Squib was a pavement artist. He could copy anything. Some people would say that wasn’t truly creative because it wasn’t original, but they hadn’t seen what Squib could do with a box of chalks and a few clean slabs. Old masters, which had been reduced by familiarity and brown varnish to the status of museum pieces, emerged breathing new life from Squib’s fingers. They spoke so eloquently to passers-by that several were visibly disconcerted by the vibrancy of the chalked faces at their feet. In an episode which Squib regarded as deeply embarrassing, a passing art critic became so enthusiastic that he talked of presenting Squib to the world, together – presumably – with some purpose-acquired slabs to work on. The idea of being taken up by the establishment had so terrified Squib that he’d simply melted away with his tin of chalks and taken to improving the pavements of the provinces until he thought it safe to return to London.
As for me, I still clung to my early ambition to be an actress. Life had somewhat got in the way. I’d dropped out of a college course in the Dramatic Arts. Since then, apart from some Street Theatre, the role of star of stage and screen had eluded me. I still hoped to make it some day. Short term, keeping the wolf from the door was enough to occupy me. That, and maintaining an eye on the other two.
We three had moved into the house first. Soon afterwards we’d been joined by Declan, a small wiry fellow with straggling shoulder-length hair and features like a good-natured elf. Both his arms had been heavily tattooed: a fearsome snake on one; a sacred heart on the other. He recalled having the sacred heart done, but claimed to have no recollection of the snake being tattooed. He’d woken up one morning with a monumental hangover and there it was, crawling up his arm. ‘I thought I had the DTs,’ he observed. Sometimes he’d stretch out his arm and study the snake thoughtfully. I think it worried him.
Declan had arrived as a rock musician without a group, owing to his former group’s lead guitarist having been accidentally electrocuted whilst rehearsing in a church hall.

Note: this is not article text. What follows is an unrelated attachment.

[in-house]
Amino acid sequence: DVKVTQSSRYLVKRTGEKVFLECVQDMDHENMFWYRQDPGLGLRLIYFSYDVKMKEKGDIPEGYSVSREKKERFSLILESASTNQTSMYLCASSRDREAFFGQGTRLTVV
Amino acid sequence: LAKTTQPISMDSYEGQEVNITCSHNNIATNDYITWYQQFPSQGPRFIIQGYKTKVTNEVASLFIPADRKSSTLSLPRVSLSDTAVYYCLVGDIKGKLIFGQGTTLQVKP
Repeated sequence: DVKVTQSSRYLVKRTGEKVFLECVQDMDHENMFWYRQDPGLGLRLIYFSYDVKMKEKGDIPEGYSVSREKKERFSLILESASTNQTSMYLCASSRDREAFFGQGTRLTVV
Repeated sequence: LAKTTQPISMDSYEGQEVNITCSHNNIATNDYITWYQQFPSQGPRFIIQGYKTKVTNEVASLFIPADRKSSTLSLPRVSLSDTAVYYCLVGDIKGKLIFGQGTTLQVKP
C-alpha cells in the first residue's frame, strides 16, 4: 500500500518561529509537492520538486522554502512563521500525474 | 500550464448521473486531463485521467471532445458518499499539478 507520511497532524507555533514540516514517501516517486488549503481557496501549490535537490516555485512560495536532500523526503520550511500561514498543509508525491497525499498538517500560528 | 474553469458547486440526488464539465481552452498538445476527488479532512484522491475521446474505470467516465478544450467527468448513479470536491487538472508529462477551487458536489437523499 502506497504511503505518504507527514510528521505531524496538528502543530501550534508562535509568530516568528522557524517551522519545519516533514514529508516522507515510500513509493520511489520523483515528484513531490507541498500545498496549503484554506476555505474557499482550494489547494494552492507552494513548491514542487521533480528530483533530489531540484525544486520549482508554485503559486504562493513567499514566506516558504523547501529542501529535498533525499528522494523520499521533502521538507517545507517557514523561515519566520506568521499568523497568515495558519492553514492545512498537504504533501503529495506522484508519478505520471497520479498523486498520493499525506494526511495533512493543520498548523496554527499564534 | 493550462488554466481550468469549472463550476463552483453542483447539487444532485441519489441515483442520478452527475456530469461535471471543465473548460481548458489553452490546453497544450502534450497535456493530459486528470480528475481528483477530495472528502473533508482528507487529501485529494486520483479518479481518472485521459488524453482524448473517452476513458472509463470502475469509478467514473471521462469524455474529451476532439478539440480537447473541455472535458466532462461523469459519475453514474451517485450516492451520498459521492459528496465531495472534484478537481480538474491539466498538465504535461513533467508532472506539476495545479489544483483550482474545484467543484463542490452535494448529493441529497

‘The poor sod’s hair stood on end,’ Declan would relate with mournful wonder. ‘God rest his soul, it was bloody funny to see. Until we realised he was dead, you know. That sobered us up. We all stood round trying to remember how to do resuscitation while we waited for an ambulance. Though we could see he was a goner. On top of which, the amp was just about fried and we hadn’t got the dosh to buy another. Just then, would you believe it? A wee man came running in, mouthing off at us because we’d fused all the lights in the place. It pissed us off that much, him no showing any respect for the dead like it, that the drummer and I, we picked him up, kicking and yelling like a banshee, and dropped him out of the window. It wasn’t a long drop. He bounced. But we got done for assault, all the same.’
Declan played bass and a bass-player needs a group.
A little later Lucy and her two children had come along. Lucy wasn’t an artist of any sort. She’d run away from a violent husband and had been staying at a battered women’s refuge a few streets away. I’d got talking to her one day while I was serving in Patels’ corner greengrocer’s shop. She was buying carrots for the children to gnaw. Raw carrots are full of vitamin C, don’t contain the sort of acids which drill holes in tooth enamel, and are cheaper than most fruit.